M-G Snipers wear blue armor, and are equipped with sniper rifles, 
allowing them to snipe at you from long range. Fortunately, they're 
also very lightly armored, being only slightly more durable than a 
basic M-G Grunt. A single arrow or a few pulse rifle rounds should kill 

M-G Snipers can be dangerous if they catch you by surprise. They 
can kill you in just 2 or 3 shots, but fortunately their accuracy isn't 
perfect, and they can occasionally miss you at long range. There is 
also a couple seconds delay between each of their shots, giving you 
time to dodge behind cover as soon as you get hit. Snipers are also 
extremely rare, there are only 4 of them throughout the entire game; 3 
in Mission 6: Mother Superior, and 1 in Mission 9: Down and Out.


Unlike standard soldiers, M-G Snipers don't really move around the 
battlefield or try to dodge your attacks. Instead, they're positioned in 
sniper spots, and will stand in one spot while sniping at you from long 
range. M-G Snipers are also equipped with pistol sidearms, which 
they will pull out and fight you with if you somehow manage to get 
close to them.


Since snipers attack you at long range, they're best taken out with 
long range weapons such as the bow, the pulse rifle, or the sniper 
rifle. A single arrow hit or a few bullets from the pulse rifle will kill a 
sniper, and the long range zoom on both the bow and the pulse rifle 
allow you to target snipers even from a significant distance away.


Mendel-Gruman RPG Trooper:
Appearance: M-G soldier wearing green gas mask and helmet, with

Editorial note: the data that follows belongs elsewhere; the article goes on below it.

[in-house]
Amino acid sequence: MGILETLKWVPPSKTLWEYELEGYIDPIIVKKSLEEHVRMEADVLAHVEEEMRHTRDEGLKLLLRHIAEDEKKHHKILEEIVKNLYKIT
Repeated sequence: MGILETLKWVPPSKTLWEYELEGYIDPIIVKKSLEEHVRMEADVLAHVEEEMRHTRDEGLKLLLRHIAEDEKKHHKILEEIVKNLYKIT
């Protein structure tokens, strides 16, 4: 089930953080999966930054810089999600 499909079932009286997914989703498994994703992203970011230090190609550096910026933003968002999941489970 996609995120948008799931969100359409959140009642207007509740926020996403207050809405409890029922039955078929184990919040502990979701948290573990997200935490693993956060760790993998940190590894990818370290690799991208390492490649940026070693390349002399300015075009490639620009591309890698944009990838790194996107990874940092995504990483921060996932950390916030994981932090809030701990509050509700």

green armor chestplate over black uniform. 
Health:   Normal: 250 
          Hard: 350 
          Inhuman: 400
Weapon: RPG Launcher (200 damage)
Other Weapons: Pistol (40 damage)


M-G RPG troopers can be distinguished by their green armor. The 
most heavily-armed M-G soldiers, these guys carry RPG launchers, 
which makes them incredibly deadly. Their RPG shots can seriously
injure you with one hit, and will also knock you to the ground and 
leave you vulnerable to enemy gunfire. They also have a pretty big 
splash-damage radius, so they don't have to hit you directly to 
damage you. M-G RPG troopers have heavier armor than standard 
M-G Grunts and even M-G Elite soldiers, and can survive a decent 
amount of damage before dying. On the plus side, these guys are 
also extremely rare. In fact, there are only two of them in the entire 
game. One appears towards the end of Mission 7: Killing Fields, and 
one towards the end of Mission 10: Heroes End.


Like M-G Snipers, M-G RPG troopers pretty much just stand in one 
spot and fire at you from long range. They don't dodge around or try 
to take cover. Although they have to reload after each shot, they still 
have a decent rate of fire. This can be dangerous and annoying; an 
RPG shot will knock you on the ground, and by the time you manage